It may seem that Spitzer and immigrants' rights groups put their arguments in terms of security in order to convince a suspicious and racist public. The opposite is the case, however. Their framing of the debate in terms of security was reflected in the way the media reported the issue. Therefore, it should come as no surprise that public opinion shifted to the right, with 70 percent of New Yorkers ending up opposing the plan.

After all, New Yorkers were given a choice not between the expansion of immigrant rights and further attacks on undocumented workers, but between two ways of defending "the homeland" against terrorists.

The answer to why politicians and most immigrant rights organizations have tended to present more conservative positions on immigration, including the licenses issue, may very well lie in the fact that, as El Diario put it, immigration "has become one of the most dangerous topics for presidential candidates" to touch.

The fact is that the strategy followed by most of the groups involved in the driver's license campaign has been to rely on politicians--and particularly Democrats--to stop the attacks on immigrants and grant more legal rights, rather than expecting to have to build a movement strong enough to pressure both Democrats and Republicans from below, regardless of those politicians' promises. The license debacle shows that such a strategy can have disastrous consequences.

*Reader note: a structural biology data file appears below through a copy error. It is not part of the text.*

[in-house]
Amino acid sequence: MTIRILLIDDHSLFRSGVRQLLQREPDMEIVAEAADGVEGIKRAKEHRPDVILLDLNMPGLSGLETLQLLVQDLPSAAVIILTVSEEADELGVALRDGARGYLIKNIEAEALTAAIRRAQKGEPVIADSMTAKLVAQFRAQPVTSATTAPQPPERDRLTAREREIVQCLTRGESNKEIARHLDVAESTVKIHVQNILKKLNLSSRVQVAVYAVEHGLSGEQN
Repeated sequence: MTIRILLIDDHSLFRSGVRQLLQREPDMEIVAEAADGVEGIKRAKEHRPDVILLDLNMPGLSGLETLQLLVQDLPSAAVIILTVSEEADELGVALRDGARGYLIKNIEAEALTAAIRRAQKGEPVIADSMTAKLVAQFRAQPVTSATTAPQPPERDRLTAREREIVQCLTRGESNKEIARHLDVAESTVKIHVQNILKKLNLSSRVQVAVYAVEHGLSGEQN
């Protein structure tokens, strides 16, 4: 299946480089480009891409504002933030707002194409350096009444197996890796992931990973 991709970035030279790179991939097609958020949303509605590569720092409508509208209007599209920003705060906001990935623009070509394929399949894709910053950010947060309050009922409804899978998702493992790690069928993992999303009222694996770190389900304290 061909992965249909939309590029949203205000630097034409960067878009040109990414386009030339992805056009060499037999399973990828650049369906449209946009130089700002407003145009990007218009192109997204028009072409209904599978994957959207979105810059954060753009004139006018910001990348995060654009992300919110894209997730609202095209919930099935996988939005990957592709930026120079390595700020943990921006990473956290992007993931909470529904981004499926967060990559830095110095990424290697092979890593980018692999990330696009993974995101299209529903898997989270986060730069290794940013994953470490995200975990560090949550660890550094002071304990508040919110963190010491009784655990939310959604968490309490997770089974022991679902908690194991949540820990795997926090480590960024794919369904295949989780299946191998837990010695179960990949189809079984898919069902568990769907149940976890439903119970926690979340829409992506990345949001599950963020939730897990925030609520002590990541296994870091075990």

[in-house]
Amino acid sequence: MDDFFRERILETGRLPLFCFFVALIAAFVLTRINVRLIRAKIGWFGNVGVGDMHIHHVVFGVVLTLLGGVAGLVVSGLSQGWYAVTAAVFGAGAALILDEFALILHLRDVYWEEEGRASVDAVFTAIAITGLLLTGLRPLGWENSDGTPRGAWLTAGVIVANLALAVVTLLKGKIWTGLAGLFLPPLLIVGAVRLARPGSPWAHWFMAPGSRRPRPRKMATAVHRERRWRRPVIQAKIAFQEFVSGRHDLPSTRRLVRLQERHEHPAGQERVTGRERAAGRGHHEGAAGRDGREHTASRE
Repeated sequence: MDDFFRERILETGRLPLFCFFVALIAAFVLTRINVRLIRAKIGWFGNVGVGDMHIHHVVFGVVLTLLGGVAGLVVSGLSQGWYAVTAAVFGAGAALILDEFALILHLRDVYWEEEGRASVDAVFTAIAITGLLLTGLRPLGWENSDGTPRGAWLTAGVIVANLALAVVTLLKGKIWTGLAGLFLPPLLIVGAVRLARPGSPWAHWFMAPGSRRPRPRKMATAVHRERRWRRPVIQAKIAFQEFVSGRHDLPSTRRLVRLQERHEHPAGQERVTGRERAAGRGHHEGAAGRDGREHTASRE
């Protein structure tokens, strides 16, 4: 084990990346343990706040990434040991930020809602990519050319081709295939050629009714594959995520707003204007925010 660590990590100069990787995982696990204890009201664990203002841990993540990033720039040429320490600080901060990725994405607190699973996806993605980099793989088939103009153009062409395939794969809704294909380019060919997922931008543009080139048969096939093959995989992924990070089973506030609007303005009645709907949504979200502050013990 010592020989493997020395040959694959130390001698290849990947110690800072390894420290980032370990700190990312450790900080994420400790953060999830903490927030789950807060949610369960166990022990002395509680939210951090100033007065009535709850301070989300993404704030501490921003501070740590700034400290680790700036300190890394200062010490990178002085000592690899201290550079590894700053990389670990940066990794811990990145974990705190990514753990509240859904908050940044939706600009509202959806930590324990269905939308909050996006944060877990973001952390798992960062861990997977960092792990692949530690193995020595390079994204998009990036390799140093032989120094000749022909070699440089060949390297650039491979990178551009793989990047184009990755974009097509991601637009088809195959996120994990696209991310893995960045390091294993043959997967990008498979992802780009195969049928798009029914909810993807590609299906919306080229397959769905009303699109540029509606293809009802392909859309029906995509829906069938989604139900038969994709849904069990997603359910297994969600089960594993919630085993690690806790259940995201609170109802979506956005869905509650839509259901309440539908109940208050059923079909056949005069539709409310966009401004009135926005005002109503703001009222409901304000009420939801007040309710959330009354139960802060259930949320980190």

Before the 2006 election, Spitzer promised pro-immigrant groups that he would change New York's license policy if they endorsed him. Groups such as the New York Civic Participation Project (NYCPP) devoted time and resources to Spitzer's campaign while expecting him to lead the campaign for licenses from within the governor's mansion. Before the election, it gave Spitzer 100 days to put the license reform into effect, and vowed to protest if he didn't.